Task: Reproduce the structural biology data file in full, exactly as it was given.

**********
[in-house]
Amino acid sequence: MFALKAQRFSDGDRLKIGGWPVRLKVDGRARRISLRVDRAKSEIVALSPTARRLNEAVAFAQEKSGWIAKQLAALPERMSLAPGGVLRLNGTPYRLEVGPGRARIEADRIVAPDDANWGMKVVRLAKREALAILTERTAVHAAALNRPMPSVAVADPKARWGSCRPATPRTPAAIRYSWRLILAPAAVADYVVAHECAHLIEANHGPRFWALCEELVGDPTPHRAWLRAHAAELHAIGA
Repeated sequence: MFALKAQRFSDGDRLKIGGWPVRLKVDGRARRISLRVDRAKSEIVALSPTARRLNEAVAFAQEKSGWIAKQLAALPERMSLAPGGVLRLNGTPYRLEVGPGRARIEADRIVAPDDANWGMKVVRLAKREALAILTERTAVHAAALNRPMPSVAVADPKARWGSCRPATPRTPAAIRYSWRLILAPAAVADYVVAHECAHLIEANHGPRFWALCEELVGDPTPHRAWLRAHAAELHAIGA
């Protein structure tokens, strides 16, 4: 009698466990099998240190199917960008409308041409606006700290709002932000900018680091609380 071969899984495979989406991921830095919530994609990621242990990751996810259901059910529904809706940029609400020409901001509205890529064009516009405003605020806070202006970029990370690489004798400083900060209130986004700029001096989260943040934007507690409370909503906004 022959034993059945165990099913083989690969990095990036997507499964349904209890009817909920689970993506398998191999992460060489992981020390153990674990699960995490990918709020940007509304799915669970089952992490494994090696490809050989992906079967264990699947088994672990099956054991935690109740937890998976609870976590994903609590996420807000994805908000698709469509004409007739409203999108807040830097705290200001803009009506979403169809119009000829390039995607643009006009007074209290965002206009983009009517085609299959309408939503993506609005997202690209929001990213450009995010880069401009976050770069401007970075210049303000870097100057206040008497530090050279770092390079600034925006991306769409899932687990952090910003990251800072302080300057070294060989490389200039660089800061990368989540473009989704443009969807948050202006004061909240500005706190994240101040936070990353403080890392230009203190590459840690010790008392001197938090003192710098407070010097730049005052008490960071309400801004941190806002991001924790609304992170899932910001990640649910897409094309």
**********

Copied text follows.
[in-house]
Amino acid sequence: MFALKAQRFSDGDRLKIGGWPVRLKVDGRARRISLRVDRAKSEIVALSPTARRLNEAVAFAQEKSGWIAKQLAALPERMSLAPGGVLRLNGTPYRLEVGPGRARIEADRIVAPDDANWGMKVVRLAKREALAILTERTAVHAAALNRPMPSVAVADPKARWGSCRPATPRTPAAIRYSWRLILAPAAVADYVVAHECAHLIEANHGPRFWALCEELVGDPTPHRAWLRAHAAELHAIGA
Repeated sequence: MFALKAQRFSDGDRLKIGGWPVRLKVDGRARRISLRVDRAKSEIVALSPTARRLNEAVAFAQEKSGWIAKQLAALPERMSLAPGGVLRLNGTPYRLEVGPGRARIEADRIVAPDDANWGMKVVRLAKREALAILTERTAVHAAALNRPMPSVAVADPKARWGSCRPATPRTPAAIRYSWRLILAPAAVADYVVAHECAHLIEANHGPRFWALCEELVGDPTPHRAWLRAHAAELHAIGA
């Protein structure tokens, strides 16, 4: 009698466990099998240190199917960008409308041409606006700290709002932000900018680091609380 071969899984495979989406991921830095919530994609990621242990990751996810259901059910529904809706940029609400020409901001509205890529064009516009405003605020806070202006970029990370690489004798400083900060209130986004700029001096989260943040934007507690409370909503906004 022959034993059945165990099913083989690969990095990036997507499964349904209890009817909920689970993506398998191999992460060489992981020390153990674990699960995490990918709020940007509304799915669970089952992490494994090696490809050989992906079967264990699947088994672990099956054991935690109740937890998976609870976590994903609590996420807000994805908000698709469509004409007739409203999108807040830097705290200001803009009506979403169809119009000829390039995607643009006009007074209290965002206009983009009517085609299959309408939503993506609005997202690209929001990213450009995010880069401009976050770069401007970075210049303000870097100057206040008497530090050279770092390079600034925006991306769409899932687990952090910003990251800072302080300057070294060989490389200039660089800061990368989540473009989704443009969807948050202006004061909240500005706190994240101040936070990353403080890392230009203190590459840690010790008392001197938090003192710098407070010097730049005052008490960071309400801004941190806002991001924790609304992170899932910001990640649910897409094309």